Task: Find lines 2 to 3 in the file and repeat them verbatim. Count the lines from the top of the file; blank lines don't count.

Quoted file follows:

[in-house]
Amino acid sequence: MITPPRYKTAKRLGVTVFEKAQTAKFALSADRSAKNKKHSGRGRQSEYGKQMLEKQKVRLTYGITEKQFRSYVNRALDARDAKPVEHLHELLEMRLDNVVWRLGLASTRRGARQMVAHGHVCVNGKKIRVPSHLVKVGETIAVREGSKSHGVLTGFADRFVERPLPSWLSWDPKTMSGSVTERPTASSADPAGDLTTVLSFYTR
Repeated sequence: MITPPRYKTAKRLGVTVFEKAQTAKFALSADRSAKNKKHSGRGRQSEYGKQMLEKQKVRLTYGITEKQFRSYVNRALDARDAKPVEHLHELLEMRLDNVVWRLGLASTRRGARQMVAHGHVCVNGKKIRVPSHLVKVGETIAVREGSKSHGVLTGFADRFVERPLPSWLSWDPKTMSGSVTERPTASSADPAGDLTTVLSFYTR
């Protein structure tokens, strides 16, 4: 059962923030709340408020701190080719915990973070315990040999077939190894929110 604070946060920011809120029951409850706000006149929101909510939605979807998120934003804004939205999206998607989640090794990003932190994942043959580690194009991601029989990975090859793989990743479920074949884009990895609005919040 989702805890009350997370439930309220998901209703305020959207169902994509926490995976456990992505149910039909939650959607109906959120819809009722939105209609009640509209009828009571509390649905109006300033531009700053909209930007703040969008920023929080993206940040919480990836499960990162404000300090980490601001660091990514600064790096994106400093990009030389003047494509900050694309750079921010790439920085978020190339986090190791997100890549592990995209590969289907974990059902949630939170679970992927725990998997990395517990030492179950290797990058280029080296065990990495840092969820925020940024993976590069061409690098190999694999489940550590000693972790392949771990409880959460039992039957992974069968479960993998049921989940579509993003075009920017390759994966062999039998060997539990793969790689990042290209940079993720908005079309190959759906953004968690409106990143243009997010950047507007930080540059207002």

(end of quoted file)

Amino acid sequence: MITPPRYKTAKRLGVTVFEKAQTAKFALSADRSAKNKKHSGRGRQSEYGKQMLEKQKVRLTYGITEKQFRSYVNRALDARDAKPVEHLHELLEMRLDNVVWRLGLASTRRGARQMVAHGHVCVNGKKIRVPSHLVKVGETIAVREGSKSHGVLTGFADRFVERPLPSWLSWDPKTMSGSVTERPTASSADPAGDLTTVLSFYTR
Repeated sequence: MITPPRYKTAKRLGVTVFEKAQTAKFALSADRSAKNKKHSGRGRQSEYGKQMLEKQKVRLTYGITEKQFRSYVNRALDARDAKPVEHLHELLEMRLDNVVWRLGLASTRRGARQMVAHGHVCVNGKKIRVPSHLVKVGETIAVREGSKSHGVLTGFADRFVERPLPSWLSWDPKTMSGSVTERPTASSADPAGDLTTVLSFYTR